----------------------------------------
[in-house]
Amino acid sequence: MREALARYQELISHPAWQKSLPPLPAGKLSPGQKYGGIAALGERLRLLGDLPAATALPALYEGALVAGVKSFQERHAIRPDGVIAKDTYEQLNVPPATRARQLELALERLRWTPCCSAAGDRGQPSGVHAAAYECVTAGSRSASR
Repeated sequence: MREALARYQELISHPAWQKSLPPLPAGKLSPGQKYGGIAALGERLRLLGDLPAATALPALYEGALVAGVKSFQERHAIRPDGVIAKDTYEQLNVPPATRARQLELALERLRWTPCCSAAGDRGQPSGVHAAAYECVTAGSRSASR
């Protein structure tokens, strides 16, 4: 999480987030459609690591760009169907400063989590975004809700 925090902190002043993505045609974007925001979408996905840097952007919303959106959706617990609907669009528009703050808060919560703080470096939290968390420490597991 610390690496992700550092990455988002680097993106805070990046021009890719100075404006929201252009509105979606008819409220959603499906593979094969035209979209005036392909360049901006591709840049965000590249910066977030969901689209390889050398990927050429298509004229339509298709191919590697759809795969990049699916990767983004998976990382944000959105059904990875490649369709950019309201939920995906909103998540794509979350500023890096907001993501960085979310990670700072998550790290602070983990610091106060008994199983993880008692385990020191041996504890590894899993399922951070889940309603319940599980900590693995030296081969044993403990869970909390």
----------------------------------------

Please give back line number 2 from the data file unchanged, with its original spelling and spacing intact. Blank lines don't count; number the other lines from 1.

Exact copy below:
Amino acid sequence: MREALARYQELISHPAWQKSLPPLPAGKLSPGQKYGGIAALGERLRLLGDLPAATALPALYEGALVAGVKSFQERHAIRPDGVIAKDTYEQLNVPPATRARQLELALERLRWTPCCSAAGDRGQPSGVHAAAYECVTAGSRSASR